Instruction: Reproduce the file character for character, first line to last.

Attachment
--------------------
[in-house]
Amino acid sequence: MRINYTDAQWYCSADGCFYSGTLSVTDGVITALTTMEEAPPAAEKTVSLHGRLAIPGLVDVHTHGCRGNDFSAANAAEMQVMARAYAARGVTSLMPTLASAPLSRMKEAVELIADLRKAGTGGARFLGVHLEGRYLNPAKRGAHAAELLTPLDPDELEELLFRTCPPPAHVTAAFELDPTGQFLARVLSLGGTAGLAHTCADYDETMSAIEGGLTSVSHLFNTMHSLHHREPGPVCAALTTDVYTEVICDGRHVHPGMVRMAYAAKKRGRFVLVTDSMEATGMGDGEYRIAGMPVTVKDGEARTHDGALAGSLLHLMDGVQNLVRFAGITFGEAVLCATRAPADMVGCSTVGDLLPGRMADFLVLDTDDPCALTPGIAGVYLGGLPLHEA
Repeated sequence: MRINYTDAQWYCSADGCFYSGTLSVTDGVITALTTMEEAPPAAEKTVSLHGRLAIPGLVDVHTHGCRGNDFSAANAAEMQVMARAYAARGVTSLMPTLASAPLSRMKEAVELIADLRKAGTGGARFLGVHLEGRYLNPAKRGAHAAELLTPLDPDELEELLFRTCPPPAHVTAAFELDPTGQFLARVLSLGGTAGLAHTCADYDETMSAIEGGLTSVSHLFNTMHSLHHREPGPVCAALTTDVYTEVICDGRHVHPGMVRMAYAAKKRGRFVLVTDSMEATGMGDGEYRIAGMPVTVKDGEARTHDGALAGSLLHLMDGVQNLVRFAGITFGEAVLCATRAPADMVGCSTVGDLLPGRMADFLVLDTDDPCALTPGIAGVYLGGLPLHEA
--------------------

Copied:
[in-house]
Amino acid sequence: MRINYTDAQWYCSADGCFYSGTLSVTDGVITALTTMEEAPPAAEKTVSLHGRLAIPGLVDVHTHGCRGNDFSAANAAEMQVMARAYAARGVTSLMPTLASAPLSRMKEAVELIADLRKAGTGGARFLGVHLEGRYLNPAKRGAHAAELLTPLDPDELEELLFRTCPPPAHVTAAFELDPTGQFLARVLSLGGTAGLAHTCADYDETMSAIEGGLTSVSHLFNTMHSLHHREPGPVCAALTTDVYTEVICDGRHVHPGMVRMAYAAKKRGRFVLVTDSMEATGMGDGEYRIAGMPVTVKDGEARTHDGALAGSLLHLMDGVQNLVRFAGITFGEAVLCATRAPADMVGCSTVGDLLPGRMADFLVLDTDDPCALTPGIAGVYLGGLPLHEA
Repeated sequence: MRINYTDAQWYCSADGCFYSGTLSVTDGVITALTTMEEAPPAAEKTVSLHGRLAIPGLVDVHTHGCRGNDFSAANAAEMQVMARAYAARGVTSLMPTLASAPLSRMKEAVELIADLRKAGTGGARFLGVHLEGRYLNPAKRGAHAAELLTPLDPDELEELLFRTCPPPAHVTAAFELDPTGQFLARVLSLGGTAGLAHTCADYDETMSAIEGGLTSVSHLFNTMHSLHHREPGPVCAALTTDVYTEVICDGRHVHPGMVRMAYAAKKRGRFVLVTDSMEATGMGDGEYRIAGMPVTVKDGEARTHDGALAGSLLHLMDGVQNLVRFAGITFGEAVLCATRAPADMVGCSTVGDLLPGRMADFLVLDTDDPCALTPGIAGVYLGGLPLHEA